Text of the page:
Issue: Do Androids Dream of Electric Sheep? #5
Writer(s): Philip K. Dick
Artist(s): Tony Parker
Cover(s): Bill Sienkiewicz, Moritat, Scott Keating
Letterer: Richard Starkings of COMICRAFT
Backmatter: Graeme McMillan
Publisher: BOOM! Studios
I read Summer’s reviews of issues #1 through #4 in preparation for this review I’m doing of issue #5. I haven’t had a chance to consult her personally, so I’m not sure I’m getting it right, but basically her conclusions seem to be: (1) the story is interesting (2) adapting a novel straight to a comic book is probably not a good idea because just reading the novel is cheaper and the visuals won’t add much to the novel anyway, and (3) the “backmatter” at the end of each issue is really fascinating and perhaps the only thing that makes the comic worth buying instead of just checking out the original novel from the library. So, I have to decide whether I agree.
I should say one more thing before I get into this. Although I loved the Blade Runner and Total Recall movies, I usually prefer utopian futures in my science fiction rather than dystopian. I know a lot of people prefer a healthy dose of cynicism in their futuristic worlds, but I get a bit impatient with all that “humanity is doomed” and “look at how horrible people are” attitude. And Phillip K. Dick is a master of dystopian world building. So keep that in mind if I get a little harsh when I review this stuff.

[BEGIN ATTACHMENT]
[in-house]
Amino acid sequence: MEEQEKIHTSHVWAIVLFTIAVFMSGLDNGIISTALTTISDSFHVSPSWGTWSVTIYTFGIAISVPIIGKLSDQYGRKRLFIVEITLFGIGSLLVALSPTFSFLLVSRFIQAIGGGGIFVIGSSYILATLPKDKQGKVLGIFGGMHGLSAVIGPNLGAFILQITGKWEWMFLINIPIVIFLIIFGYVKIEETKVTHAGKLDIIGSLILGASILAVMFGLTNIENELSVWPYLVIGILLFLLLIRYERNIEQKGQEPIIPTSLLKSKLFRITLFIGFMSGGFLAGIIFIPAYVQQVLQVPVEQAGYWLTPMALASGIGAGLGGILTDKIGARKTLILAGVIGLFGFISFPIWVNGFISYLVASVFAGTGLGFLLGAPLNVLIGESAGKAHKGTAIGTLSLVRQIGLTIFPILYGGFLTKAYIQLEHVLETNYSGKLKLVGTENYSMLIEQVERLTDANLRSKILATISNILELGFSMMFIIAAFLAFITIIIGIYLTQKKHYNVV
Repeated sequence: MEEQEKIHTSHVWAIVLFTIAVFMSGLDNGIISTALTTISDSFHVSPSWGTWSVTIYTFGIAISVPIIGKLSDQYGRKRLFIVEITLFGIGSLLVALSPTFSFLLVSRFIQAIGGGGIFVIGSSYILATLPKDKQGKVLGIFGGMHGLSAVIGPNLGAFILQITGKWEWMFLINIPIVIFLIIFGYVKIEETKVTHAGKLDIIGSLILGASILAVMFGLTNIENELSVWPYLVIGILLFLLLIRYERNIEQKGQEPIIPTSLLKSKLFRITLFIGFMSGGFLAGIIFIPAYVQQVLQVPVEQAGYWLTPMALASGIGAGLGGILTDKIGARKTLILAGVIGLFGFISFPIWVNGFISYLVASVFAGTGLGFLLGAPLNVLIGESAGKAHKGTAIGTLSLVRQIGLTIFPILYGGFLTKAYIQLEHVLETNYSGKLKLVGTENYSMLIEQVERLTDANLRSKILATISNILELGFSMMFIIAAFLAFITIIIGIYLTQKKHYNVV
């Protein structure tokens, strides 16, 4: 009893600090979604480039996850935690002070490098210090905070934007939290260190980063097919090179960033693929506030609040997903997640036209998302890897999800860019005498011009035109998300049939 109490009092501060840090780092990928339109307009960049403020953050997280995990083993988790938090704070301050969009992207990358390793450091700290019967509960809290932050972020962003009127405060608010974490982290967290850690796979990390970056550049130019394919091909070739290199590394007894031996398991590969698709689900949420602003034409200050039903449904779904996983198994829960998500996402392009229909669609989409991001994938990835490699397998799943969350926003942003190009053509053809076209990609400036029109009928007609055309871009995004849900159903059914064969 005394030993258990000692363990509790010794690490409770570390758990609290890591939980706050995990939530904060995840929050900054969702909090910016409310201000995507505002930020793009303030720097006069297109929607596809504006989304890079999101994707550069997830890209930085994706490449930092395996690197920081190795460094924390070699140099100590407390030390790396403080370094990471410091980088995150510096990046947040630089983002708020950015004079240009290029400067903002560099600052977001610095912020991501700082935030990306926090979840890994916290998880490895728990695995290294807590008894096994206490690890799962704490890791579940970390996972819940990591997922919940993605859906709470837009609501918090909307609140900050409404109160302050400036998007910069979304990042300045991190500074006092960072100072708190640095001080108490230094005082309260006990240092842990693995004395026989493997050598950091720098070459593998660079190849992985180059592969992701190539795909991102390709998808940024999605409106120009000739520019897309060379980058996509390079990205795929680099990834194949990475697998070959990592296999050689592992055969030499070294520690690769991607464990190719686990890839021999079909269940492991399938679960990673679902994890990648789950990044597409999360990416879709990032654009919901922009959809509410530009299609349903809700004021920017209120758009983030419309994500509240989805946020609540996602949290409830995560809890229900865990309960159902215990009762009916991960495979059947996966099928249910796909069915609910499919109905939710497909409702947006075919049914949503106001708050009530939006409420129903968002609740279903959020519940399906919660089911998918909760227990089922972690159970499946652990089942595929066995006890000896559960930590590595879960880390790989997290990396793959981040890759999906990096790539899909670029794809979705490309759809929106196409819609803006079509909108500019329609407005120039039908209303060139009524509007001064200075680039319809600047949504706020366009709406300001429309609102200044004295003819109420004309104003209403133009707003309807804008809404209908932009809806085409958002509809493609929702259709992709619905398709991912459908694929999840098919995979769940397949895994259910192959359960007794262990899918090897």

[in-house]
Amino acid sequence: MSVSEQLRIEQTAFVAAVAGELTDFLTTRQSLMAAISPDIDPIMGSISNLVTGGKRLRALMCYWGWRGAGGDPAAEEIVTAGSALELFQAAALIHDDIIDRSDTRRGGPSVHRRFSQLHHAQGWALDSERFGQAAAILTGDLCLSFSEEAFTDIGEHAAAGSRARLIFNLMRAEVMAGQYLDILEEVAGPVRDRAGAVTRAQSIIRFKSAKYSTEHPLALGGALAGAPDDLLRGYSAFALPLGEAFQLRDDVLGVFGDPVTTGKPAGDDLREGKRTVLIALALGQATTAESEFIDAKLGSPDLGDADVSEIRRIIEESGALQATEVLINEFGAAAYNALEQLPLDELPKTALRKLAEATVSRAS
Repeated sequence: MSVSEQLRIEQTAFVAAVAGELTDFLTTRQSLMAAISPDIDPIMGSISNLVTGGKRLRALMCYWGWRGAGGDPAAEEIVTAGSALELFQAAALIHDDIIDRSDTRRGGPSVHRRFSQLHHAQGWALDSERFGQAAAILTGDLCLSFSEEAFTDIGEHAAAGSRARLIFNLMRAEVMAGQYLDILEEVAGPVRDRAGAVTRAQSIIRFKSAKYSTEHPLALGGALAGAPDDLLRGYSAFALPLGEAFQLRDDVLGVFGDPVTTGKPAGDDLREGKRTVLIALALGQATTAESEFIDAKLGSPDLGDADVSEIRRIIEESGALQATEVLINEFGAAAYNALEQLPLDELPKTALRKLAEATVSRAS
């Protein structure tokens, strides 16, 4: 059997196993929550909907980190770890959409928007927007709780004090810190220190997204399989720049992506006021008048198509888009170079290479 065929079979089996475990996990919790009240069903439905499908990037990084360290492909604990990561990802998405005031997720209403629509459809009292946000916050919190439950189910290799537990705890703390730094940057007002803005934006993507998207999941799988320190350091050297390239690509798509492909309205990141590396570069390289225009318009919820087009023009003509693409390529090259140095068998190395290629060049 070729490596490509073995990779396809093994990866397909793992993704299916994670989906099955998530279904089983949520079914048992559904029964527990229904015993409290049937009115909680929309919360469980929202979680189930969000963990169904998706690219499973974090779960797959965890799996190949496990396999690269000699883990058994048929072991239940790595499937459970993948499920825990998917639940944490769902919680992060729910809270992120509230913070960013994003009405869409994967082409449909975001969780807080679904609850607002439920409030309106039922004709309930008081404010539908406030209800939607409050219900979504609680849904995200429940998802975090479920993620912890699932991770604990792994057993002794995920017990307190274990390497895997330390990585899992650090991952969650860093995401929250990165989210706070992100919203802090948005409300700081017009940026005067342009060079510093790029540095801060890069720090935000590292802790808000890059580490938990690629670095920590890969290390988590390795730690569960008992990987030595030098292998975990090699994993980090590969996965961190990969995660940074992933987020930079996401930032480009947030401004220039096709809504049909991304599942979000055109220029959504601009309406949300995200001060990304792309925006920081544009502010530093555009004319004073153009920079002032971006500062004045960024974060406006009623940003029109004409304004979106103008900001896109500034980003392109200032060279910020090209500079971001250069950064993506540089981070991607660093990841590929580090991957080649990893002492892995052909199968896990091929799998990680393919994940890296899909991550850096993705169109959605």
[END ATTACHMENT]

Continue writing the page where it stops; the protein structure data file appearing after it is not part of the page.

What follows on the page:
Having said that, I’m not sure what I think yet of the series overall, but I didn’t like this particular episode. The entire issue consists of Isadore and his employers deciding what to do with the dead cat and how to inform the cat’s owners that their feline friend has kicked the bucket. If I were buying this comic off the shelf, I would be really annoyed to get home and find out that the entire issue is Isidore fretting about whether he can use a “vid-phone” and subsequently babbling to the owner about how he’ll replace the corpse with a fake that just might be able to fool her husband (who is the one that actually loved the poor creature).
On the other hand, most people who read this are likely to be collectors, and the whole point of this effort by Boom! Studios is to reproduce the entire novel instead of – I don’t know – completely gutting it like the movie did. So, for someone who wants the entire collection, or who is eagerly awaiting a trade paper back, this might be an acceptable sacrifice to be loyal to the source material. Plus, the “backmatter” is pretty good. Written by Graeme McMillan, it provides an entertaining little narrative about how McMillan got into PKD, along with a bit of analysis into his work.
My instinct is that fans of Phillip K. Dick will love this series. For those who have heard of his genius but are unfamiliar with is work (like me): half will like it, and half will conclude Boom! should have adapted it more for the comic format. Of course, if you don’t like Dick, then you won’t like this at all.